The Church Times (20 February) has a story saying that the
Church Commissioners are reviewing four different Church of England
archive collections with a view to possible cost-cutting measures. The
review, chaired by the First Church Estates Commissioner, Andreas
Whittam Smith, is to look at the ï¿½arrangements for the future housing
and conservationï¿½ of the documentary heritage currently held in four
different venues: Lambeth Palace Library, the Church of England Record
Centre (Galleywall Road, London SE16), the Council for the Care of
Churches and Cathedrals Fabric Commission and the Hurd Library, at
Hartlebury Castle, in Worcestershire. The review group will be
considering both the long-term ownership of the collections, and the
question of access to them.
A spokeswoman for the Church Commissioners said that the issue of the cost of housing these collections would also be considered, but stressed the importance of input from interested parties who use the collections. ï¿½We genuinely want to know both about access and how often they are used. But of course we will be considering whether our money is being spent in the best way.ï¿½
Interested parties have until the end of February to submit comments to the First Church Estates Commissioner, The Church Commissioners, 1 Millbank, London SW1P 3JZ.
Taking her cue from Charles Dickensï¿½s Bleak House, Maev
Kennedyï¿½s Guardian report on the opening of the Stonehenge enquiry on 17
February began with the words: ï¿½Fog buried Stonehenge yesterday. The
nose-to-tail drivers grinding past one of the most famous prehistoric
sites in the world could barely see the stones, lapped in grey Wiltshire
mist. Just down the road in Salisbury, a fog of paper and arguments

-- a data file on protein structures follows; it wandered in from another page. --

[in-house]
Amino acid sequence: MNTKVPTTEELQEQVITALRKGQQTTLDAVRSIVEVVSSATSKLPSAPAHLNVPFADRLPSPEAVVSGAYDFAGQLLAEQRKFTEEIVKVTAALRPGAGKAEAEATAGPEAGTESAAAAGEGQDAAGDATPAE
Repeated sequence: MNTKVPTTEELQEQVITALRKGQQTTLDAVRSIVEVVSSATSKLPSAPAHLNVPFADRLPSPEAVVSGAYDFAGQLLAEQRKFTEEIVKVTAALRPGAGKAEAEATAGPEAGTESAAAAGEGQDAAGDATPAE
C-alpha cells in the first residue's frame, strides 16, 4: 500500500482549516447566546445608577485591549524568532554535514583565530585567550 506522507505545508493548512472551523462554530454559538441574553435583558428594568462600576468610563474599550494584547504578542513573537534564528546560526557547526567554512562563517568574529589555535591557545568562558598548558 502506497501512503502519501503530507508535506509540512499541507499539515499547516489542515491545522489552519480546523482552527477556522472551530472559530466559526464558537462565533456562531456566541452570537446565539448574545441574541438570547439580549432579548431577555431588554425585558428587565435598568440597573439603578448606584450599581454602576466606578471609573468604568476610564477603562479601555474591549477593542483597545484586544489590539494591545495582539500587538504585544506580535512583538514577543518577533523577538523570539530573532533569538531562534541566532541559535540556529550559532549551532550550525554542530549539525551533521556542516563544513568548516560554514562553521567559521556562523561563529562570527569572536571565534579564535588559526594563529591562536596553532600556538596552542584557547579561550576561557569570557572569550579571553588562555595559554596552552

rose around the monument, as the public enquiry opened into one of the
most bitterly contested road development plans in the countryï¿½.
She further went on to say that the enquiry will last ten weeks, and will hear more than one-hundred witnesses, representing fifty different interest groups, including two separate orders of druids. She also reminded readers of the background to the enquiry: ï¿½it is eleven years since the parliamentary public accounts committee blasted the facilities at Stonehenge as ï¿½a national disgraceï¿½. Many of the same witnesses also spoke at the enquiry in 1995, only to see the recommendations for a long tunnel thrown out on cost grounds, then the entire road scheme dropped in 1996, then reinstated again in 1998.ï¿½
Three days later the newspaper carried an editorial on the same subject, this time quoting Pepys, whose diary records: ï¿½I single to Stonehenge, over the plain and some prodigious great hills ... came thither, and find them as prodigious as any tales I ever heard of them, and worth going this journey to see.ï¿½ It points to the incongruous partnership of classy National Trust members and local druids united in their desire to see the Government opt for the longest possible tunnel beneath Stonehenge and concludes: ï¿½Stonehenge is the first real challenge for road building after the Newbury by-pass. Nearly a third of the cost of that scheme went on securing the site against Swampy and his mates. A more listening department has defused that level of protest [on this occasion]. But elsewhere in the UK many roads are still being built to a price, not to a specification. Stonehenge will only be a real victory if the highest possible standards are applied not only where the protesters come from the establishment, but wherever a new road is built.ï¿½